|From the Executive Director
"We know, at least, that this decision will help prevent deforestation, curb global warming, reduce pollution, save oil reserves, lessen the burden on rural America, decrease human rights abuses, improve public health, and help eliminate the most systematic animal abuse in world history." Jonathan Safran Foer in his 2009 book Eating Animals on his decision to eschew factory-farmed animal products.
In America, an astonishing · 99.9 percent of chickens raised for meat,· 99 percent of turkeys,· 97 percent of laying hens,· 95 percent of pigs and· 78 percent of cattleare raised on factory farms, also known as CAFOs or confined animal feeding operations.
The public libraries in Fairfield, CT are sponsoring a "One Book One Town" community-wide reading of Eating Animals this March. In addition to encouraging townsfolk to read the book, there will be a writing contest and several lectures including one by the author.
This book is a brave choice. The factory farm system is very powerful financially and politically. And, the stakes in the decision that Foer is asking his readers to think about are very high, as indicated in the quotation.
Just drawing attention to the issue may have good effects. Recent research, published by Kansas State University, US Meat Demand: The Influence of Animal Welfare Media Coverage, shows that media coverage (of just the animal welfare issue) causes consumers to eat less meet. As Foer points out, eating less meat is one of the best things Americans can do for their health, for the environment and, of course, for animal welfare.
I first heard of this book about a year ago when an old friend left me a message saying she had read the book and needed to know how to connect with local, sustainable meat producers. I referred her to the CT NOFA Guide to Farms and Food on our web site, www.ctnofa.org and to the local meat brochure on the CT Department of Agriculture’s web site. As far as I know, in our state, factory-farming methods are used solely for caged laying hens and some dairy cattle. See this Factory Farm Map.
There is another problem: cost. Connecticut farmers, including CT NOFA members, do raise some cattle, chickens, turkeys and pigs in more traditional ways that value the animals and their needs and don’t externalize so many environmental and health costs. Yet that meat is often very expensive. For example, just before Christmas, I saw a pork loin roast for sale at a butcher in Bridgeport for just over $3 a pound, while a pork loin chop from a heritage pig raised on a Connecticut farm cost over $13 per pound at a Litchfield County health food store. Paying closer to the real cost should make it easier to eat less meat, too.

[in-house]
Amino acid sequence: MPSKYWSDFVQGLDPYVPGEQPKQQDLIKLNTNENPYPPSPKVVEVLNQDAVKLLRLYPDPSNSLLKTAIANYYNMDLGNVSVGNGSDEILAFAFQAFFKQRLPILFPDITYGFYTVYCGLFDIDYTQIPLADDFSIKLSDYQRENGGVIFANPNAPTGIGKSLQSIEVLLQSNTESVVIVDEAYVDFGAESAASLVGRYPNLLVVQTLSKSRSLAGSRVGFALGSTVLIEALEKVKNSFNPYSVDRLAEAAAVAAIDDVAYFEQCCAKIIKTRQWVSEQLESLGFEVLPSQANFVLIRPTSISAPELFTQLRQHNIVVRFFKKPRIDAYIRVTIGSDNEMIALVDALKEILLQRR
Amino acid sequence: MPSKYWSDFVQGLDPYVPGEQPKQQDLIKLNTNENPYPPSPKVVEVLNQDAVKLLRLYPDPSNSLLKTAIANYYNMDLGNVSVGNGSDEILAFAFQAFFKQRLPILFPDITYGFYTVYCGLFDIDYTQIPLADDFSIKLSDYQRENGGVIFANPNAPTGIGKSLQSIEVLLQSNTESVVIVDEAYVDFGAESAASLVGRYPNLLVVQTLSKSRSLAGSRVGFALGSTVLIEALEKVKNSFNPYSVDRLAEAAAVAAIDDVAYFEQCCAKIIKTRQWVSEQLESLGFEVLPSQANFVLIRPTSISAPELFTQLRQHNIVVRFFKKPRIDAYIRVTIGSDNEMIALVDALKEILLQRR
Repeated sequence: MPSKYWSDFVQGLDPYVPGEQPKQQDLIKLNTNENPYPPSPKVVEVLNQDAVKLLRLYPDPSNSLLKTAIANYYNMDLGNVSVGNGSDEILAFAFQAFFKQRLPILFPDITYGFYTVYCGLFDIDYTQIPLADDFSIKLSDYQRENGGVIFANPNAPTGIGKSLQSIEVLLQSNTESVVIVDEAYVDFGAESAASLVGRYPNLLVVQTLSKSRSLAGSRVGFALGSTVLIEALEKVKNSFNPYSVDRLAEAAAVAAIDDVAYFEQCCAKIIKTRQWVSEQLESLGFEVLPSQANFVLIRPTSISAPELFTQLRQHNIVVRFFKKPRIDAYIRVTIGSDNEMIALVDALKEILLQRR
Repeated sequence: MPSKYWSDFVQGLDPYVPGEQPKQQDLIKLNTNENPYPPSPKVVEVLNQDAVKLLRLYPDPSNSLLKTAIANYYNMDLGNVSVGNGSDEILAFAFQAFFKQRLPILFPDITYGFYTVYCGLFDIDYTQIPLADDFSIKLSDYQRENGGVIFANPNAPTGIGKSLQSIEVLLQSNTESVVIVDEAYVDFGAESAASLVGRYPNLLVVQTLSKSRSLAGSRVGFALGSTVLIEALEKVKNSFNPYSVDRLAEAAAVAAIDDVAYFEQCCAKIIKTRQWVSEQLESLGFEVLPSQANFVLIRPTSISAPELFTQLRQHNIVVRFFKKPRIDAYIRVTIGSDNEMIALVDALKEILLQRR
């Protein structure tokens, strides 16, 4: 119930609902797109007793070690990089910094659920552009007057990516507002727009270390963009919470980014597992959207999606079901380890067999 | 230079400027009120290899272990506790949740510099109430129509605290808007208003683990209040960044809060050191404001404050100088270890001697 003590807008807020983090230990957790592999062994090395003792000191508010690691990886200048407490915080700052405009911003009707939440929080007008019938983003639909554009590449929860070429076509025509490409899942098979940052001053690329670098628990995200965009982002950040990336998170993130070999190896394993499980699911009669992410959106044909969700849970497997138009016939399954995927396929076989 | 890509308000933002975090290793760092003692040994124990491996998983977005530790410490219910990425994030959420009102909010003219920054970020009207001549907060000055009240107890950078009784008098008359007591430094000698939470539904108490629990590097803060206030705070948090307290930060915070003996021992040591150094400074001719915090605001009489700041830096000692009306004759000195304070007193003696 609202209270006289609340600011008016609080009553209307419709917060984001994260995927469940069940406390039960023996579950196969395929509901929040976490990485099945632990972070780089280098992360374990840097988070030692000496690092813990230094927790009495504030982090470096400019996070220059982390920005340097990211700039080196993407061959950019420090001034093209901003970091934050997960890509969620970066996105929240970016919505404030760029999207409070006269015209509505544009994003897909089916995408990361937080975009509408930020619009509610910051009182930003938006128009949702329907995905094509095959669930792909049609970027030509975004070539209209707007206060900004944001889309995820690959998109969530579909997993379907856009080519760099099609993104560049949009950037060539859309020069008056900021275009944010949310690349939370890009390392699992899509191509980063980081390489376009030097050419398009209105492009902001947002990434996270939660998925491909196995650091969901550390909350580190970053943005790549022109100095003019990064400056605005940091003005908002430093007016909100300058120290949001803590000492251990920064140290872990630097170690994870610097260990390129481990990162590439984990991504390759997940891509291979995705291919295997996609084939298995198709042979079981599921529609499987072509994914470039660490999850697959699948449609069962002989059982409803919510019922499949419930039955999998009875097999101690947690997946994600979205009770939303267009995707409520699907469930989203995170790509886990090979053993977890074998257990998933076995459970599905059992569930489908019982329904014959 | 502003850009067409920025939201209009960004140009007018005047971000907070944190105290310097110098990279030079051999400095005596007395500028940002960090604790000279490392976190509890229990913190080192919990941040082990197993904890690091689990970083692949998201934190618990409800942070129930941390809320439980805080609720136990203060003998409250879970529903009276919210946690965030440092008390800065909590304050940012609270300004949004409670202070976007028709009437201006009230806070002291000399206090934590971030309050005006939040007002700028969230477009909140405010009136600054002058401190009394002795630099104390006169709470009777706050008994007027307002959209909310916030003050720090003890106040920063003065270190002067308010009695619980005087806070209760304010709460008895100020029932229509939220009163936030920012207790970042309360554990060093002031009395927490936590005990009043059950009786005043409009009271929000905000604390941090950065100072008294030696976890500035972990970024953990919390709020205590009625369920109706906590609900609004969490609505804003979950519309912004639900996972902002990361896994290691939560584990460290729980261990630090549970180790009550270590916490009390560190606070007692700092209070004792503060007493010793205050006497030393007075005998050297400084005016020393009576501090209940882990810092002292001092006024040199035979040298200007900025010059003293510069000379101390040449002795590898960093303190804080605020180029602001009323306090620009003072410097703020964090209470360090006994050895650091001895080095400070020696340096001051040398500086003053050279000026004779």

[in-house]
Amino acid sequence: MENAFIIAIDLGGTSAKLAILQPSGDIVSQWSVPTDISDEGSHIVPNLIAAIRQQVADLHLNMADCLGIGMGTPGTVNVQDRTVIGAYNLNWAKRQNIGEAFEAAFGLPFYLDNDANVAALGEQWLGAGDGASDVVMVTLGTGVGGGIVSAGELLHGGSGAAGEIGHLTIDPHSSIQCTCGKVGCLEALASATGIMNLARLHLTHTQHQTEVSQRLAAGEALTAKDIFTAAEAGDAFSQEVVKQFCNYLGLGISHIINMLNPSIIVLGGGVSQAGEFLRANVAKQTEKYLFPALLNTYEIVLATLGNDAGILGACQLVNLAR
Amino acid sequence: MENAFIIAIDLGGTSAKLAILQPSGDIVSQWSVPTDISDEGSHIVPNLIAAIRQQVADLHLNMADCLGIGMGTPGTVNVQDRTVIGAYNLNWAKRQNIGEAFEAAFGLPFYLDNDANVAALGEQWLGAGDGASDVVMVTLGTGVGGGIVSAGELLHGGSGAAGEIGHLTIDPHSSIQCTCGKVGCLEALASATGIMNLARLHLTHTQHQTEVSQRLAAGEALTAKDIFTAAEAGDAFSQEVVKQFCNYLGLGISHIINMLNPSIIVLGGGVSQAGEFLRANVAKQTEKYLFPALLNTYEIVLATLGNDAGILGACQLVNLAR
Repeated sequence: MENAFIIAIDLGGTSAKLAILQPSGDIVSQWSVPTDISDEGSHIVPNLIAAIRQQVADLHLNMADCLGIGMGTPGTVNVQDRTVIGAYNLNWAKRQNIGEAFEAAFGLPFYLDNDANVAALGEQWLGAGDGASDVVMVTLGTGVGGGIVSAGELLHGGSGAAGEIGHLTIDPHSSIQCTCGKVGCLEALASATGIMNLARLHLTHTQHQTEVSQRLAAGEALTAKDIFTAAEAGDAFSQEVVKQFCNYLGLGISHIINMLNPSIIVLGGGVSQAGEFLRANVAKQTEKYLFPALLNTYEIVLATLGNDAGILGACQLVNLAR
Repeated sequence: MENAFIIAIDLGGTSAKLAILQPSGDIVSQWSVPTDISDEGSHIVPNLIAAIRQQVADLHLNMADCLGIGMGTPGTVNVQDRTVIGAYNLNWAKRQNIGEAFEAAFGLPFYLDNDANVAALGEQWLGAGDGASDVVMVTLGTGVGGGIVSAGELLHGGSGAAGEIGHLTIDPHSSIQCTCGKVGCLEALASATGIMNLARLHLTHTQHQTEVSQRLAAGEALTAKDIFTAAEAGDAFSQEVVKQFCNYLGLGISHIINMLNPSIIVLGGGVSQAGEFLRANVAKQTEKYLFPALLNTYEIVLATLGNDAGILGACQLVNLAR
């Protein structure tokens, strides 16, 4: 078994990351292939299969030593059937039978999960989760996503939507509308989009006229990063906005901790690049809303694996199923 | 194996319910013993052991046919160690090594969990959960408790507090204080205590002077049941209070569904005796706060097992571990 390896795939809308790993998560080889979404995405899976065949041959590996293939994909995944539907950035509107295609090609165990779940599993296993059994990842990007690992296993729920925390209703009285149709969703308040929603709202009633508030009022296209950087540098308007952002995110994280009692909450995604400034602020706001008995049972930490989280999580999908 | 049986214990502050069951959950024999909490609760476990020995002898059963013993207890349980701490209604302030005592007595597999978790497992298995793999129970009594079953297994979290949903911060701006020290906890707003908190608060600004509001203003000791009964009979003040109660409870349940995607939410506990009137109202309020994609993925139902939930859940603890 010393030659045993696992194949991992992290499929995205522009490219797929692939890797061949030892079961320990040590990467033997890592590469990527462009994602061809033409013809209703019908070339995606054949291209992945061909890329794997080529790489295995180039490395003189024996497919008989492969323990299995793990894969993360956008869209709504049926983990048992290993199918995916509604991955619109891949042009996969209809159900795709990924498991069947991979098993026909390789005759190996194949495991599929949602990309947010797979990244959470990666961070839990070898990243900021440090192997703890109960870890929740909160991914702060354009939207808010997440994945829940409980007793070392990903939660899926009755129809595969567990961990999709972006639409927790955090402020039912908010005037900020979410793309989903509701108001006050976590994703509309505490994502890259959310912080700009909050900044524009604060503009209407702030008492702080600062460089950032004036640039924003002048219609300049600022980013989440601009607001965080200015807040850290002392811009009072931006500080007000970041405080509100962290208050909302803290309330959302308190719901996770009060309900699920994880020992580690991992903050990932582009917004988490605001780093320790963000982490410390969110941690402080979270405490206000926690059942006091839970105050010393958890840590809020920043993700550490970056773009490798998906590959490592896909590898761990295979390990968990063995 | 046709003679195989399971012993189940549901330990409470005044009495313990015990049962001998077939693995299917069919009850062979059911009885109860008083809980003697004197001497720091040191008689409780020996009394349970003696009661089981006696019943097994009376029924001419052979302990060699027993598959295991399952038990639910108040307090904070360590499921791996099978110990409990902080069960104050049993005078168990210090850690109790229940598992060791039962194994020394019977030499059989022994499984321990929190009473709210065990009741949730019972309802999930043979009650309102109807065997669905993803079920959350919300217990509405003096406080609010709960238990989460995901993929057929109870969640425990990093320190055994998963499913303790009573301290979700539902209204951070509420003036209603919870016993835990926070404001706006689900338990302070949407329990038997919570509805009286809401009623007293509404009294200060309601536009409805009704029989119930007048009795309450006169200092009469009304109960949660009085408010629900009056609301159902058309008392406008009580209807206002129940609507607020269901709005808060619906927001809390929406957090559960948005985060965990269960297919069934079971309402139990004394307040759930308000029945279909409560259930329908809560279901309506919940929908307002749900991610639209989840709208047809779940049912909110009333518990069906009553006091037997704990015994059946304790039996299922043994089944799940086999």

Late last year, the Fairfield Public Library contacted me about giving a lecture as part of this community reading event. They sent me the book to read for background. I’ll talk about Raising Animals at the library on March 15, 2011 (**date change from original date of March 10th**). Here are a few notes I took from the book.
• In the past 50 years the average cost of new house is up nearly 1,500 percent, of new cars is up 1400 percent, but the price of milk is up only 350 percent and eggs and chicken meat have not even doubled (they’ve risen less than100 percent ). So that price for the local pork chop may be more in line with true prices.
• On average, Americans eat the equivalent of 21,000 entire animals in a lifetime.
• Americans consume 27-28 birds annually. If China and India did the same, they alone would consume as many chickens as the whole world does today. (I learned from someone else that the average American consumes as many eggs in a year as one chicken produces. That makes backyard flocks seem very sensible and the 3.5 million chickens in cages in eastern Connecticut a bit excessive.)
• We are breeding creatures incapable of surviving in any place other than the most artificial of settings. This is especially true of turkeys and chickens.
• In the past ten years alone, the number of farms raising pigs fell by more than two thirds. (Four companies now produce 60 percent of hogs in America.)
• The only jobs produced by the factory system are either bureaucratic desk jobs (few in number) or unskilled, dangerous and poorly paying (plentiful). There are no farmers on factory farms!
• The factory farm has succeeded by divorcing people from their food, eliminating farmers and ruling agriculture by corporate fiat.
• Food is not so much a symbol of freedom as the first requirement of freedom.
I’ll put together a resource list for my talk in March, but here are some resources for now from one of my favorite sources, Grist. The first details the problems with antibiotic use on factory farms and the second offers encouragement and resources to move away from meat gradually with Meatless Mondays.
As always, I welcome your thoughts and feedback.
Photo: laying hens at White Gate Farm, one of Connecticut's certified organic farms